BATON ROUGE, La. -- This spring was a lonely time in LSU’s running backs meeting room. That’s about to change, but the Tigers still must dodge any major injuries this fall or they might have problems.
After losing two tailbacks with eligibility remaining to the NFL draft -- the second straight offseason where that was the case -- the Tigers went through spring practice with only two scholarship tailbacks on the roster. One of them, Terrence Magee, missed a portion of the spring with an ankle injury, leaving fellow senior Kenny Hilliard and linebacker-turned fullback-turned emergency tailback Melvin Jones to handle most of the practice carries.
Running backs coach Frank Wilson wasn’t particularly alarmed by that reality -- LSU did sign the nation’s No. 1 prospect, tailback Leonard Fournette, and three-star RB Darrel Williams in February, after all -- but it was inconvenient at times.
“The gap is in the spring. Guys declare early for the NFL, guys graduate in that time, so we have a lull there,” Wilson said earlier this month. “Once we get all 22 or 25 of our guys here, we have a full scholarship roster, then we're fine. We have the depth that we need at every position. But it was tough at times.”
Most of LSU’s freshmen are set to arrive on campus next week, potentially filling some of the holes that existed during the spring when the Tigers were far short of a full complement of players. But even when Fournette and Williams join the two seniors, LSU will still be one short of Wilson’s ideal number of five scholarship tailbacks on the roster.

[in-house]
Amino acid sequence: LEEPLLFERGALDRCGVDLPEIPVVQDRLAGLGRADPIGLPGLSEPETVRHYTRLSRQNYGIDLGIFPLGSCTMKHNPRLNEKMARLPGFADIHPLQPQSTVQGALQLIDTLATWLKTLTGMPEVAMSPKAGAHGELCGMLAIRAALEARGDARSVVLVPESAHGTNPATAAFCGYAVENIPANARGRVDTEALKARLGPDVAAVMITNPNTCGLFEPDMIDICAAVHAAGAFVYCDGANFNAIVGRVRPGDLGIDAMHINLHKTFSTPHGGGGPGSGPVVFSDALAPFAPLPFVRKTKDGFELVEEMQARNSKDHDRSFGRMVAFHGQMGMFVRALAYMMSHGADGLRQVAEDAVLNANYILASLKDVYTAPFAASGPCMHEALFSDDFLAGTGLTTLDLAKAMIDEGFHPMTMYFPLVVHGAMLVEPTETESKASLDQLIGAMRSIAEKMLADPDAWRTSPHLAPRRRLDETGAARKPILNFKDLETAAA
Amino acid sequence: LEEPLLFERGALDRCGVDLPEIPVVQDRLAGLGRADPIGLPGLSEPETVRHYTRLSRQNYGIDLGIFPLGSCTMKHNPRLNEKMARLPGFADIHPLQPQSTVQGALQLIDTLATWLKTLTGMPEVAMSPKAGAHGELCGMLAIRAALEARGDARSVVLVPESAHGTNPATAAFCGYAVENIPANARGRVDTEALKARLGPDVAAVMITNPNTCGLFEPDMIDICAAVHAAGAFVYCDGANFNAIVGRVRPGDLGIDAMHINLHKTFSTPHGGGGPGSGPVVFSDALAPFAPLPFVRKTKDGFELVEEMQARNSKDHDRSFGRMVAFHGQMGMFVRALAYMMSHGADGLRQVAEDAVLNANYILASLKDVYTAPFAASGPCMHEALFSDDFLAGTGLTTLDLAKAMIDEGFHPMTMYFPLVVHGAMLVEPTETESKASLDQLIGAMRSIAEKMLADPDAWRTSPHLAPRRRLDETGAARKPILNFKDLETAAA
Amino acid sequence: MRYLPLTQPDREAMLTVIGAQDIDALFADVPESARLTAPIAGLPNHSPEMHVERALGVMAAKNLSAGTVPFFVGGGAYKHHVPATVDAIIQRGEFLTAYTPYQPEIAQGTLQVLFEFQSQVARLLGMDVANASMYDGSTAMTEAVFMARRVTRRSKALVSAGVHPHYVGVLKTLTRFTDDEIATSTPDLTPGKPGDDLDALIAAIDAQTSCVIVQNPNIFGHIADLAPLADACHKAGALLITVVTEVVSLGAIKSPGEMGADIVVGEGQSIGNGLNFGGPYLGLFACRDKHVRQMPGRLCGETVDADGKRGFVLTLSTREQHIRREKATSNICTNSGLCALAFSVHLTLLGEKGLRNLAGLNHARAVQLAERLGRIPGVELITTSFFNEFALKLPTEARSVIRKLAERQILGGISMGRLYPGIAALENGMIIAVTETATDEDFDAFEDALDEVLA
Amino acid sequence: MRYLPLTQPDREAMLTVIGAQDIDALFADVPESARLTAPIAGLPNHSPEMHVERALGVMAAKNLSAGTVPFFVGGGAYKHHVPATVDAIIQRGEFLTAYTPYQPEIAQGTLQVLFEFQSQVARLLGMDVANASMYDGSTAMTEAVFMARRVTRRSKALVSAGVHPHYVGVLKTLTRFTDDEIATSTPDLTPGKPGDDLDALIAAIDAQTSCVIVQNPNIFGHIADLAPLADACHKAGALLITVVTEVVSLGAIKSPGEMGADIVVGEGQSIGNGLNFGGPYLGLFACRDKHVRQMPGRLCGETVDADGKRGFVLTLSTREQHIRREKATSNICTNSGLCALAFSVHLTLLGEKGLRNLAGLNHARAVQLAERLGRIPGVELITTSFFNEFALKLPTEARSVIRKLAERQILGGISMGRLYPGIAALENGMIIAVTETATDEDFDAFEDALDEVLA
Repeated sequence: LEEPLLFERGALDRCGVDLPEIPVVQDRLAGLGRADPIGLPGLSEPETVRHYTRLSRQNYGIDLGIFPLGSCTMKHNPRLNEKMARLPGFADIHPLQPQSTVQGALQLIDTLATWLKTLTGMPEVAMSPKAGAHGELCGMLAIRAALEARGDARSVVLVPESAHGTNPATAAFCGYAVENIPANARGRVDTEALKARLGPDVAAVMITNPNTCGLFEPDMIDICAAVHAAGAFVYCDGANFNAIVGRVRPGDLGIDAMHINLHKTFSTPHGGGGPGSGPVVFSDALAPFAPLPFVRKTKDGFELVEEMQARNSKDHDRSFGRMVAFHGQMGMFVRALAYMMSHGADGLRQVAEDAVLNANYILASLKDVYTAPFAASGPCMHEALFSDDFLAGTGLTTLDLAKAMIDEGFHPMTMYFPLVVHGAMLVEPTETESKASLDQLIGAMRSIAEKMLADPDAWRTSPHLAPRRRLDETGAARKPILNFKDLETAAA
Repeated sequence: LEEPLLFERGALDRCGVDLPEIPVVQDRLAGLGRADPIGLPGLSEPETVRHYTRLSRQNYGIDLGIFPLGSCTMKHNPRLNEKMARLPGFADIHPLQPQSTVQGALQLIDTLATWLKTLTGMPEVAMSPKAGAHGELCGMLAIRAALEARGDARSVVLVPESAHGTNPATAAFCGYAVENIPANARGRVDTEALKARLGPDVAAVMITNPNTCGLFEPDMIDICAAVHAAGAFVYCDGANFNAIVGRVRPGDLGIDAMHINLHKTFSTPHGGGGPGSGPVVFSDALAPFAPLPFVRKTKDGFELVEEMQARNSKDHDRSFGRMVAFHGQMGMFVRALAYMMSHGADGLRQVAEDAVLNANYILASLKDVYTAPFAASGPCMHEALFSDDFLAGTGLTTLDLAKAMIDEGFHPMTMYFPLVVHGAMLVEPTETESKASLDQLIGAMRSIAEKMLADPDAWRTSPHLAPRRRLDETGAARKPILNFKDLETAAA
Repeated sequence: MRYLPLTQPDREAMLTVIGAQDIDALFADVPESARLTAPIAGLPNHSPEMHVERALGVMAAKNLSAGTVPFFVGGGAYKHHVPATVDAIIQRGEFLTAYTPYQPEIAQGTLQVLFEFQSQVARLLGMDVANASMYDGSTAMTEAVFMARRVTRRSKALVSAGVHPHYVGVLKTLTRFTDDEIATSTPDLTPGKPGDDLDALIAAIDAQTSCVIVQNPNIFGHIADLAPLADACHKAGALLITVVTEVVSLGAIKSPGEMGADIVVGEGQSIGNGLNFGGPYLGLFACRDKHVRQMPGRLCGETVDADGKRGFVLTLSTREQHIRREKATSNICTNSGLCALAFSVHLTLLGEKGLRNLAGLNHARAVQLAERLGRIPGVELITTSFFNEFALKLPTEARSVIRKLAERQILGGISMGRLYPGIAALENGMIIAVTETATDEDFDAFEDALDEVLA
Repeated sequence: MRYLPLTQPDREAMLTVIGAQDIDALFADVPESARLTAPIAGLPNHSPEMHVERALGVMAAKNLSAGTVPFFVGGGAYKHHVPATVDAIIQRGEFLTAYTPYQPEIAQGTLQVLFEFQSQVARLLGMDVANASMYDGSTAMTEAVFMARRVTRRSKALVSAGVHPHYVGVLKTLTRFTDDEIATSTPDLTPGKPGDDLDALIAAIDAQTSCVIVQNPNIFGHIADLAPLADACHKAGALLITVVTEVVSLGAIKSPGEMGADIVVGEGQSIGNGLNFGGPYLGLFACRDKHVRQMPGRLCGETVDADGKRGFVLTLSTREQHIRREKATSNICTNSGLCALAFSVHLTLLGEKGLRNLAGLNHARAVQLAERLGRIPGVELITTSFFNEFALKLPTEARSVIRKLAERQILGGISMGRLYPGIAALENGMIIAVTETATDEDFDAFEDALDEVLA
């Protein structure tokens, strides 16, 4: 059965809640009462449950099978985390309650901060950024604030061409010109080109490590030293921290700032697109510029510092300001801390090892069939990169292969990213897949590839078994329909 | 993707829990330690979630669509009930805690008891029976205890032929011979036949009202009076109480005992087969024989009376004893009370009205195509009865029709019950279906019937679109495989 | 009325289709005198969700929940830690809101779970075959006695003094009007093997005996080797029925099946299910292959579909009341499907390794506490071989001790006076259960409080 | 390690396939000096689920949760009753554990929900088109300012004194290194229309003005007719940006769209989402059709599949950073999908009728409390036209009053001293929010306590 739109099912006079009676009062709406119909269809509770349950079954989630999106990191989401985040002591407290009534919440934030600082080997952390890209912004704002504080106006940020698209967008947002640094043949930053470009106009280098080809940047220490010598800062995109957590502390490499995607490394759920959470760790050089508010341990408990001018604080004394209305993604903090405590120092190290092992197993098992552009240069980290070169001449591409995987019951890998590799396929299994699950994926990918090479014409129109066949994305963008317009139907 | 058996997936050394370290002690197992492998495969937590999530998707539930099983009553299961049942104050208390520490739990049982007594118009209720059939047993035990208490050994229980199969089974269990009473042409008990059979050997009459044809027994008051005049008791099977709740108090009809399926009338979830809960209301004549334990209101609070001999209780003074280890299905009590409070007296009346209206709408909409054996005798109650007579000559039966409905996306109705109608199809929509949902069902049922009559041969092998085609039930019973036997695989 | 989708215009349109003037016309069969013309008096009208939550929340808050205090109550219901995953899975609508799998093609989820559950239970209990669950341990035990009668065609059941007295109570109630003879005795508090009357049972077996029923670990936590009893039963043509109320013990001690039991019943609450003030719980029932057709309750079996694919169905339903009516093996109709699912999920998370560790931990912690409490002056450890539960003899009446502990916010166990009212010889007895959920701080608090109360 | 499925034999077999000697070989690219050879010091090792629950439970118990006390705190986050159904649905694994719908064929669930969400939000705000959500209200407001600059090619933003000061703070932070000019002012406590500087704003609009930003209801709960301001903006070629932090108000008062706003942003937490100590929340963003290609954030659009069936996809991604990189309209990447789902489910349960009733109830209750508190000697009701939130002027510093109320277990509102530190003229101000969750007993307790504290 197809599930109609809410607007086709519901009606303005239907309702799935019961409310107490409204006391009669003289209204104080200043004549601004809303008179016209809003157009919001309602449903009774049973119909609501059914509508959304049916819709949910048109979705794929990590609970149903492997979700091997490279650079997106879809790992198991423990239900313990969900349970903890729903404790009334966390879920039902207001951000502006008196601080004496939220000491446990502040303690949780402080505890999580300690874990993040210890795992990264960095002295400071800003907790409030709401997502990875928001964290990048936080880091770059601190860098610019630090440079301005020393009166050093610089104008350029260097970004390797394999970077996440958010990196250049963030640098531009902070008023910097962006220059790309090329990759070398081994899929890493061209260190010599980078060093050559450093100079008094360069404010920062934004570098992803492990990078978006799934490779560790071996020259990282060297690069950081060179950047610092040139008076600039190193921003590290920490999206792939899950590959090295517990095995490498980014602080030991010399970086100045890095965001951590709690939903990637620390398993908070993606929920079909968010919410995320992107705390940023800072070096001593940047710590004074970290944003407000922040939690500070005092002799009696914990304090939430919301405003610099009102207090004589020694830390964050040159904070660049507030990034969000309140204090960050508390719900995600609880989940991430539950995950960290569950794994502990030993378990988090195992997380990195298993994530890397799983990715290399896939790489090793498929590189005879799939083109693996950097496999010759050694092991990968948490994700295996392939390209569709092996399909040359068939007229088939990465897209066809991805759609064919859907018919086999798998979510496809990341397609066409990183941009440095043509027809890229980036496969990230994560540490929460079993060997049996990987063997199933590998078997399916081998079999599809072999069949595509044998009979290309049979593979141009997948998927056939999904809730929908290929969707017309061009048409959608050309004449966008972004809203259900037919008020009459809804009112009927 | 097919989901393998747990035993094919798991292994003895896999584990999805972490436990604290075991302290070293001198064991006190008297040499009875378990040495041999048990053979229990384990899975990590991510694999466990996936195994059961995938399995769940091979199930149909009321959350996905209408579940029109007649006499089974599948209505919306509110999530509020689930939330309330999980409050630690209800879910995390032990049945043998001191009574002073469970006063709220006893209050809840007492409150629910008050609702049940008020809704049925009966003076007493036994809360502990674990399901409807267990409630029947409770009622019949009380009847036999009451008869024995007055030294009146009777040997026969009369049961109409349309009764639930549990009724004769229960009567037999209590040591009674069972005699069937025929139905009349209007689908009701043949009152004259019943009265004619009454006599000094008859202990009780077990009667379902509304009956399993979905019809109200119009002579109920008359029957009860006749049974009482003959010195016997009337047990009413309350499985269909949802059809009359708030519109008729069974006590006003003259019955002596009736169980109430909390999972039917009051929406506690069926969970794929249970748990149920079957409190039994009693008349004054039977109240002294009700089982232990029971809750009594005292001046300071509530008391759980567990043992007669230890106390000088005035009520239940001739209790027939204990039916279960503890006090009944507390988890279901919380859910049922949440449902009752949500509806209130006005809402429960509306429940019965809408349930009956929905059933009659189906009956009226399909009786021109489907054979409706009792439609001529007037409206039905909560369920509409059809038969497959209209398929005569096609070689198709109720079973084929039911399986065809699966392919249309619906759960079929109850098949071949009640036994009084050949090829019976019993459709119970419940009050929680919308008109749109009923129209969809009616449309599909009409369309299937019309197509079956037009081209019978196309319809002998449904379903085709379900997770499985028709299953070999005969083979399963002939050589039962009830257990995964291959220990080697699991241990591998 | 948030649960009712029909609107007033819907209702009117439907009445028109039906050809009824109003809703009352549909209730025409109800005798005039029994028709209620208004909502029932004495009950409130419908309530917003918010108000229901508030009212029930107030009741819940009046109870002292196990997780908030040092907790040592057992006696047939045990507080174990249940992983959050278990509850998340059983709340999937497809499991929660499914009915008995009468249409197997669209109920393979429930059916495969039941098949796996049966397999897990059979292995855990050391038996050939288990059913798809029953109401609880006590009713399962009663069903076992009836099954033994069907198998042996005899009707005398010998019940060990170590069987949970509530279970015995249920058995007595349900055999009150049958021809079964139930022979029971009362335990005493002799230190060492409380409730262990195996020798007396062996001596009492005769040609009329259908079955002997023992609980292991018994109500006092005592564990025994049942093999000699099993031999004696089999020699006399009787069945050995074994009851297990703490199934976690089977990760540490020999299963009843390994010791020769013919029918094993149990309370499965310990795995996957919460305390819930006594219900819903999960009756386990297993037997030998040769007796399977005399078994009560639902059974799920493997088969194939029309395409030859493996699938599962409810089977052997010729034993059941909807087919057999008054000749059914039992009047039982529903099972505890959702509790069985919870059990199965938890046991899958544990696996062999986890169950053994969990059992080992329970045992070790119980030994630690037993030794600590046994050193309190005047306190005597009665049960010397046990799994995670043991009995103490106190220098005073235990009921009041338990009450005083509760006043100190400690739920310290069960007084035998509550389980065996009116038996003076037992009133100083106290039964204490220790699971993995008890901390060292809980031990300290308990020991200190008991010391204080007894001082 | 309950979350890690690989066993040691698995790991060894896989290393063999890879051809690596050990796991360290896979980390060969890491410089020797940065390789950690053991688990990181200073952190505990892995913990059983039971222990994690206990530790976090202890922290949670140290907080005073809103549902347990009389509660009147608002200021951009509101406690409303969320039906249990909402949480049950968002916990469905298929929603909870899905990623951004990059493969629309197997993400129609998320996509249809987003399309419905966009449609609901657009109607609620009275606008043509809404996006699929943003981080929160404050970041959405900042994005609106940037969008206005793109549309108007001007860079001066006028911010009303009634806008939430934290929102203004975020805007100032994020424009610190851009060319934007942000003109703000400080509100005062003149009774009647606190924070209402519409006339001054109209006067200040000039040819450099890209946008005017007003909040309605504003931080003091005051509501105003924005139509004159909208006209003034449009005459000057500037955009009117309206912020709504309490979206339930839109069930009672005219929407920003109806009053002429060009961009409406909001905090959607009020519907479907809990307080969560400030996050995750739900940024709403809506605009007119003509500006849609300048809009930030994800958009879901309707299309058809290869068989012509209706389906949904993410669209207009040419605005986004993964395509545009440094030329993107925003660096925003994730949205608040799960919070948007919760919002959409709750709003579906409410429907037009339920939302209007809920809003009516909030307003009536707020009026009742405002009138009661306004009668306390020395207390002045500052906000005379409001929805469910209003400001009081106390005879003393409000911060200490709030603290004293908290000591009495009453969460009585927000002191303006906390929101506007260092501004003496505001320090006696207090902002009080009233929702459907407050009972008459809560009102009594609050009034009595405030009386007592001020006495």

That’s partially because of the NFL early entries by Jeremy Hill and Alfred Blue and partially by design. Fournette was one of the most sought-after prospects in the history of Louisiana high school football, so LSU obviously made the New Orleans native’s recruitment a top priority. The Tigers signed only one tailback in 2013 -- Jeryl Brazil, who was dismissed from the team before he completed one season in Baton Rouge -- and added only Hill to the roster in 2012, a year after he initially signed with the Tigers.
So there’s a shortage for this season. It certainly won’t be a problem from a talent standpoint -- Magee and Hilliard have proven that they can be productive SEC backs, Williams rushed for 2,201 yards and 30 touchdowns as a high school senior and Fournette seems set for nothing short of superstardom -- and will become a physical issue only if injuries crop up.
As long as health doesn’t become an issue, Wilson said he’ll be able to ease in the freshmen, Fournette in particular, to complement the seniors instead of placing immense pressure on their shoulders.
“This summer’s going to be huge for [Fournette],” Wilson said. “He’ll come in and he’ll learn the system, he’ll work hard. I expect him to come in and do things in the weight room as well as from a conditioning standpoint to put himself in position to compete for a starting job. We have two quality backs here that have experience in Kenny Hilliard and Terrence Magee and we expect Leonard to compete with those guys. Nothing more, nothing less.”
Obviously the Tigers would be in a more comfortable position had Hill or Blue remained for another season, but Magee (626 rushing yards, eight touchdowns, 7.3 yards per carry in 2013) and Hilliard (310 yards, seven TDs) are a good insurance policy.
It would be a surprise if Fournette isn’t a major contributor in LSU’s offense this fall, but the seniors’ presence means he doesn’t have to be a superstar right away.
“I think we’re smart enough to not really think we're going to go through a 14-, 15-game schedule and lean on a guy who hasn’t played college football yet or that length of time,” LSU offensive coordinator Cam Cameron said. “I think they're going to come and be a part of what we do. We’ve got depth, though it be young. We’ve got depth at every position.”